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Review: Calvin Harris brings VMA-winning hits to Tropicana Field in St. Petersburg




Believe it or not, there was a time when Calvin Harris aspired to be — oh, isn’t this quaint? — a rock star.

No, really! This was back before A-list DJ/producers lorded over the pop music landscape from their futuristic risers like glowing, glistening androids. Harris not only wrote songs, he performed them live, in front of an actual band, in front of actual paying customers. This happened! And not all that long ago! In 2009, he sang with a full band before a Tampa Bay Buccaneers-New England Patriots game in London!

Of course, we all know there’s no money in that anymore, not these days. Certainly not enough to enable you to handpick your gigs and collaborators from every corner of the globe.

But as a DJ? Man, that’s the business. As a DJ, Harris can be the house DJ at the MTV Video Music Awards in Los Angeles one night, jet to a late-night club gig in Miami the next, and somehow have time in between for a postgame concert for the Tampa Bay Rays at Tropicana Field.

And in so doing, on a night when the crowd was dotted with neon green giveaway caps and triumphant fans were in the mood to party, the Scottish superstar became the Rays’ most of-the-moment postgame concert headliner to date.

There was some concern that the newly minted Video of the Year award winner (for writing and collaborating on Rihanna’s We Found Love) would have to shorten his gig in St. Petersburg, especially after the game went into extra innings. But the game moved quickly — it is no exaggeration to say Harris has more hits than the Rays and Rangers both had on Friday — and so about 25 minutes after Ben Zobrist ended the game with a walkoff home run (on a night when his wife, Julianna, sang the national anthem, no less), Harris was ready to go.

Though he opened with his incredibly sticky 2009 single I’m Not Alone, Harris spaced his own hits out throughout the evening. The second one, club hit Awooga, got a huge response about three songs in.

But because being a superstar DJ is a double-edged sword. No matter how many hit singles you have, it’s tough to fill an hourlong set with only your material, especially if your goal is to keep a crowd moving all night. And so, while Harris did play all the big radio hits for which he’s known, he eschewed much of his catalog in favor of tracks by Swedish House Mafia, Basement Jaxx, Nicky Romero, Daft Punk and others. Sure, it worked — when has Swedish House Mafia’s Save The World NOT worked? — but was it really necessary to play David Guetta’s Titanium second-to-last? Isn’t Guetta Calvin Harris’ primary competition as a DJ/producer these days?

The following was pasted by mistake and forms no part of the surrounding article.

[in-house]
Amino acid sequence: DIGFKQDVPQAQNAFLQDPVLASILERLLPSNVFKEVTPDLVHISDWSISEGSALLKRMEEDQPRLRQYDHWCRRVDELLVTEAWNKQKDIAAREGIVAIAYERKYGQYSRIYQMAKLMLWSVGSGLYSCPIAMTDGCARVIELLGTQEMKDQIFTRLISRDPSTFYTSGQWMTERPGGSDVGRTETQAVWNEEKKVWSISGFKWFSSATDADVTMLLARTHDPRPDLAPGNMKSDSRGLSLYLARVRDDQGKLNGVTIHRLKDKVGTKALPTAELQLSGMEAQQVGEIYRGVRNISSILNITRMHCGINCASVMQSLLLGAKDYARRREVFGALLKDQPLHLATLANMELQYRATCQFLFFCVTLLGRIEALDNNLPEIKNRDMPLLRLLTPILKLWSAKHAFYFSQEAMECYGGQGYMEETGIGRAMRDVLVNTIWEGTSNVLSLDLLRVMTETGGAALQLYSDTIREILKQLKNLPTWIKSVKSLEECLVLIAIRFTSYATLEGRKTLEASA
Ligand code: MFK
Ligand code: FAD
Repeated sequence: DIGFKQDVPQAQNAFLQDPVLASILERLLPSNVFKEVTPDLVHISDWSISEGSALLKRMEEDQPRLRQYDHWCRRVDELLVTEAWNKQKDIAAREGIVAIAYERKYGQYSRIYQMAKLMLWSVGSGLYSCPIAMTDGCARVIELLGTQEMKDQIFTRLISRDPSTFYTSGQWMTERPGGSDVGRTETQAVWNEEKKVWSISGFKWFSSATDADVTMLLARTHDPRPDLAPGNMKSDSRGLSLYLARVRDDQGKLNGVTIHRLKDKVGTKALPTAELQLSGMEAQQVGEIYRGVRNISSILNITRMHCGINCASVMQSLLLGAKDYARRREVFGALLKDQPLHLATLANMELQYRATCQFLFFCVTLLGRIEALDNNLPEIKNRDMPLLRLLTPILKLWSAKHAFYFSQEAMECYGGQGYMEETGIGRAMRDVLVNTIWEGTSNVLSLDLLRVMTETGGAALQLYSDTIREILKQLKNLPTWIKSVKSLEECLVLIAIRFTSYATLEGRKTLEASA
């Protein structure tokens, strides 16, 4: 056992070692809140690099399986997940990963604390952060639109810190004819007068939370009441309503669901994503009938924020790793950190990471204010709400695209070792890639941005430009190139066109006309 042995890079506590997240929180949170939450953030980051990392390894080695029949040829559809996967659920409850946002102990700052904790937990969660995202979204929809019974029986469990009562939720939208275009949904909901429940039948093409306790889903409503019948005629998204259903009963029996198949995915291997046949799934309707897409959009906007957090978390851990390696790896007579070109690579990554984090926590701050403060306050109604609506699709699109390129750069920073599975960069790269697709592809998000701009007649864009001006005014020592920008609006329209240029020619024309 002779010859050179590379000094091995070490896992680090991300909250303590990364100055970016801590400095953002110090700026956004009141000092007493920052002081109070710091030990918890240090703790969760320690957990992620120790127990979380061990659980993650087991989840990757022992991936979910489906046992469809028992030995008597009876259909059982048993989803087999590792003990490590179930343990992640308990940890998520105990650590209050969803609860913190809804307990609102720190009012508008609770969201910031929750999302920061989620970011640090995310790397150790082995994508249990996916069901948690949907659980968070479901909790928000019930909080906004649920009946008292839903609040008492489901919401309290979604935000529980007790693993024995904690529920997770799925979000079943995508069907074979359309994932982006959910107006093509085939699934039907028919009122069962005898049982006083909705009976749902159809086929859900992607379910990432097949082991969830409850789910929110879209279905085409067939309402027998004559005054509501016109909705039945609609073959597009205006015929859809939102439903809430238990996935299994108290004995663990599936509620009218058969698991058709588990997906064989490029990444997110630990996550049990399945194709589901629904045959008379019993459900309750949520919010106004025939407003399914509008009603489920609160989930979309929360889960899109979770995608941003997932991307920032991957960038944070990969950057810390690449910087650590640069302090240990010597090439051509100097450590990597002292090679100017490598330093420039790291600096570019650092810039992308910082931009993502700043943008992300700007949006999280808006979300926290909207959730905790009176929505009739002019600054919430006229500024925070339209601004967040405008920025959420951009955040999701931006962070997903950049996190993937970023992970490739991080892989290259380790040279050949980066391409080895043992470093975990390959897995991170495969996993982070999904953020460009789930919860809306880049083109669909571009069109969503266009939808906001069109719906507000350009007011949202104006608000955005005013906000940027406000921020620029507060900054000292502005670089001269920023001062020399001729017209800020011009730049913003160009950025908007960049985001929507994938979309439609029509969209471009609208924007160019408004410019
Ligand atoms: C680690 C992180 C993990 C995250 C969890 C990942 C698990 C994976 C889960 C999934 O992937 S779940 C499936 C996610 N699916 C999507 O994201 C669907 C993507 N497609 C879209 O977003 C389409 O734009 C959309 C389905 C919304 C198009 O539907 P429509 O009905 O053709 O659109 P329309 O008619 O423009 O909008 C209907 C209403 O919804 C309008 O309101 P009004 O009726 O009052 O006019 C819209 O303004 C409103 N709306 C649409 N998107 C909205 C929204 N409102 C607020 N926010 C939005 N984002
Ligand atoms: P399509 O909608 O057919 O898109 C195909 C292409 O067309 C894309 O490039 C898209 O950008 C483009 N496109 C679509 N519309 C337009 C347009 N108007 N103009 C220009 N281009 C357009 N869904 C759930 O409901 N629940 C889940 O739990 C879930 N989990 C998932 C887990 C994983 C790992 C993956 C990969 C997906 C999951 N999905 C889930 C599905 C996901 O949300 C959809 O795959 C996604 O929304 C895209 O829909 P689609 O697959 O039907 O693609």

Still, each time Harris played his own songs, there were some longtime fans who got just a little more amped up. How could you not get pumped up when the man who wrote We Found Love pauses during that song to scream, “Tampa, how you feeeeliiiiiiing?!?” Or when he brings you inside his force field by closing with the handclappy soul groove Feel So Close?

Start to finish, the outfield was full of guiltless dancing by glowing, blipping fans of all ages, including one teeny kid who shamed all y’all suckers on Bounce. Besides, no matter where they happen, raves are about insanity, and really, nothing was more insane than seeing THIS GUY on THIS NIGHT in THIS PLACE, on a field of fake grass in front of a tank full of sea monsters.

Plenty of people in Tampa Bay would pay to see a good, solid concert by Calvin Harris, rock star. But for now, the beats are where it’s at. And so, for the forseeable future, is Calvin Harris.




And how can we resist:


-- Jay Cridlin, tbt*. Zobrist photo by Edmund D. Fountain, tbt*

[Last modified: Saturday, September 8, 2012 1:28am]


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